Another interesting mystery I picked up on the library shelf, was The Broken Teaglass by Emily Arsenault.  This mystery is set at the head office of a dictionary company and two young lexigraphers (don't you love that word) find some strange citations that go together to tell a true story set in the past with people who worked in their office.  Now as someone who has been trying to increase my students' vocabularies this year, I found myself drawn to this mystery.  I have to tell you I have never even thought about what goes into making dictionaries so that alone was interesting.  I went to university with a Peter Funk (not that I really knew him) of  the Funk and Wagnalls Dictionary family.

Apparently mystery readers aren't really morbid but just people who like tidy endings.  And there are times that mysteries are just what I like to read.  Many of my students are mystery fans and the 39 Clues series is one they are enjoying.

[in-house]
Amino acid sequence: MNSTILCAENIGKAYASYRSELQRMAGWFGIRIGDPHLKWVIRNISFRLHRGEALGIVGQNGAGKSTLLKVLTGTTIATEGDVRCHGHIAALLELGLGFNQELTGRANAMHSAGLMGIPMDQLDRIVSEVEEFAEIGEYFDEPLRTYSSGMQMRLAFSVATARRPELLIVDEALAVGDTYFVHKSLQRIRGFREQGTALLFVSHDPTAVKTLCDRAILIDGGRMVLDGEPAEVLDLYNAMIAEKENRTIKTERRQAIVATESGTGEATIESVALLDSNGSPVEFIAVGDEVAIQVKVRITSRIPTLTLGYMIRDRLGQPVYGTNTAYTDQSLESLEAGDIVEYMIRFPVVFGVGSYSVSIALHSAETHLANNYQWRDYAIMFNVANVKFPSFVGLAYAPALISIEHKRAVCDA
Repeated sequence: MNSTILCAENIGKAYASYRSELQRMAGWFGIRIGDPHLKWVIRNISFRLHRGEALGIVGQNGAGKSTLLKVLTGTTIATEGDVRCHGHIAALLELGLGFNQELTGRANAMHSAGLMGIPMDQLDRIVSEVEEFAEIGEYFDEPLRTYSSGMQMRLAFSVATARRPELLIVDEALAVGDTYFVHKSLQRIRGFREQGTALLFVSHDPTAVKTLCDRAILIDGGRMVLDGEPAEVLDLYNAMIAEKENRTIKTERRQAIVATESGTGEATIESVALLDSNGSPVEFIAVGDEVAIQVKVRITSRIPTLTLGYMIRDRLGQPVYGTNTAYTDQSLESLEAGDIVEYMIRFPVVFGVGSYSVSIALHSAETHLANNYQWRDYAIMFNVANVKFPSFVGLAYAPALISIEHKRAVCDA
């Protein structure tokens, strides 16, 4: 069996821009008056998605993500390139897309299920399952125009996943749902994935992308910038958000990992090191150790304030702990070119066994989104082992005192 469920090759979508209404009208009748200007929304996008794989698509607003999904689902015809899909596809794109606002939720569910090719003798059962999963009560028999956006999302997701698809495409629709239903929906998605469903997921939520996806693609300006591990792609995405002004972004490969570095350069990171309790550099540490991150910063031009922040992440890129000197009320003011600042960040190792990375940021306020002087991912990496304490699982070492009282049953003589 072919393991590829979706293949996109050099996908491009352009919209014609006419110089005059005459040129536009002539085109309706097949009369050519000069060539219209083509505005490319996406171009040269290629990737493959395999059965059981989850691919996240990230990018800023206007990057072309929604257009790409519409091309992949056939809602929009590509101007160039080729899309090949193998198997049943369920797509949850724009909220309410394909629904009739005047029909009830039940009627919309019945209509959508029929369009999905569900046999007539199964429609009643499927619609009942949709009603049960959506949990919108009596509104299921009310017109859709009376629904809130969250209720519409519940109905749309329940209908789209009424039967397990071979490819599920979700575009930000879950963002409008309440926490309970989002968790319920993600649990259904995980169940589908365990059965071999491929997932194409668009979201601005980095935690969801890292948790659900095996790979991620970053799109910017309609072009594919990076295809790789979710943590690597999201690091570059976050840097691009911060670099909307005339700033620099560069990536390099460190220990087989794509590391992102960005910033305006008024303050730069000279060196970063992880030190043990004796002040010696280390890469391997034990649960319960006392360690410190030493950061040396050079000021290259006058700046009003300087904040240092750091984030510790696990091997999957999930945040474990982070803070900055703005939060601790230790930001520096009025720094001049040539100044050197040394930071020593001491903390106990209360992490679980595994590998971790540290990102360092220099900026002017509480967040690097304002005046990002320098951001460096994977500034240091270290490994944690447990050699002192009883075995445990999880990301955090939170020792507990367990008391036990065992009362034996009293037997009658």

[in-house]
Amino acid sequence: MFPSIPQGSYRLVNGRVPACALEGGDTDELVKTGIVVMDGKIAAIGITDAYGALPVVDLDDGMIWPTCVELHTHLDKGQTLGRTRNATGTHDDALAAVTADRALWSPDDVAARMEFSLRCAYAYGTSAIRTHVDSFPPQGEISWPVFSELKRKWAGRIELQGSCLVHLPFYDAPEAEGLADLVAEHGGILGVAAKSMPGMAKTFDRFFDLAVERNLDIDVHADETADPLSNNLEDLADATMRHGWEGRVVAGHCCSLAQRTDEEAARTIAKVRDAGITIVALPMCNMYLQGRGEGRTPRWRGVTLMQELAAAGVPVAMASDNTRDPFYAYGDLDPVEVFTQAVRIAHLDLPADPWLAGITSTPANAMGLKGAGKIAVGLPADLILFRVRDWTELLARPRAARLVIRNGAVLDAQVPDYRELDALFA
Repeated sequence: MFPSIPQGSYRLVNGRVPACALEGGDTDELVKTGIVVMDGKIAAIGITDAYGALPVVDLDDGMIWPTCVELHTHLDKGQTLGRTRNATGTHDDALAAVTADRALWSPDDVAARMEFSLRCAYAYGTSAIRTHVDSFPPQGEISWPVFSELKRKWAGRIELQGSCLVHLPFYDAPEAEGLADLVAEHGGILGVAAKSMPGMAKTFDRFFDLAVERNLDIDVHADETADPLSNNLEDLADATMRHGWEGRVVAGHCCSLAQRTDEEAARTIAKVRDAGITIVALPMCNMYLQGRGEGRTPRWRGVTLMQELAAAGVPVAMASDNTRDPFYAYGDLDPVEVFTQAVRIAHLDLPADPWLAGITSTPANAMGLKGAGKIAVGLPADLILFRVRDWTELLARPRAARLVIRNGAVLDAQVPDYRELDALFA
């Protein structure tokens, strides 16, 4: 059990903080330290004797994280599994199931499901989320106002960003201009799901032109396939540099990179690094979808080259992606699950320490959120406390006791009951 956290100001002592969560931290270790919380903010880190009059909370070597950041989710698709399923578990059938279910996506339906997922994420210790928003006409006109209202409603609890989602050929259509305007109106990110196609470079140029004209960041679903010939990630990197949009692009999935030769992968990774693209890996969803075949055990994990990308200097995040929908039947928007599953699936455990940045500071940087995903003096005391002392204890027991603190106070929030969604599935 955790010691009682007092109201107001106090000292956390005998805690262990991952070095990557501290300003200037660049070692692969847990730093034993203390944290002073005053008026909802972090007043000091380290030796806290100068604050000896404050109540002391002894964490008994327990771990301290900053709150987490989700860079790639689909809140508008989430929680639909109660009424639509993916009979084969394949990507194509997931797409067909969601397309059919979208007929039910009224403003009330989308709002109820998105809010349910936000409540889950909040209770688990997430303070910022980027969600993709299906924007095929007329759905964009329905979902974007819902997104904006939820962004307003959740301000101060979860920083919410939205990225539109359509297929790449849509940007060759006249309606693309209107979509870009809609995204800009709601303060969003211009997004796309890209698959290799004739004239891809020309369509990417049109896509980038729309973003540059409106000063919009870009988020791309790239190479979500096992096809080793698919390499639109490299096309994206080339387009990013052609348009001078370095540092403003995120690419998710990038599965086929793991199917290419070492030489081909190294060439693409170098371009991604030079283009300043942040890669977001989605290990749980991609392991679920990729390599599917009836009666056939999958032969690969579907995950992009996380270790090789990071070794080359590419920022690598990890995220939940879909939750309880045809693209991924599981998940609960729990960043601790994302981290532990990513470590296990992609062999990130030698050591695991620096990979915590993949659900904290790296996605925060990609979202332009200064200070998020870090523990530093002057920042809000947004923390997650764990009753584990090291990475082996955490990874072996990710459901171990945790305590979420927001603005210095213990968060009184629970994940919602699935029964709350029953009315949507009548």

Speaking of needs to escape.  More cutbacks at our school due to an 18 million dollar shortfall.  Literacy may be the major goal at the VSB but the literacy team will only have a skeleton staff left.  I visited my old workplace on the 4th floor on Wednesday and the atmosphere was rather depressing.  Those of us who have been in the school system for a long time become almost used to the slashes that seem to come every few years.  Many of us keep wondering why we don't close some of our very small schools but that doesn't seem a popular solution.  One, of course, always has to wonder what our provincial government's agenda is and why they can't see how important a good public school system is.  I also personally find it depressing to see more and more private but partially government funded schools.  I also find it depressing that parents will do anything to send their kids to high schools rated highly by the Fraser Institute.  Hmm-back to reading mysteries...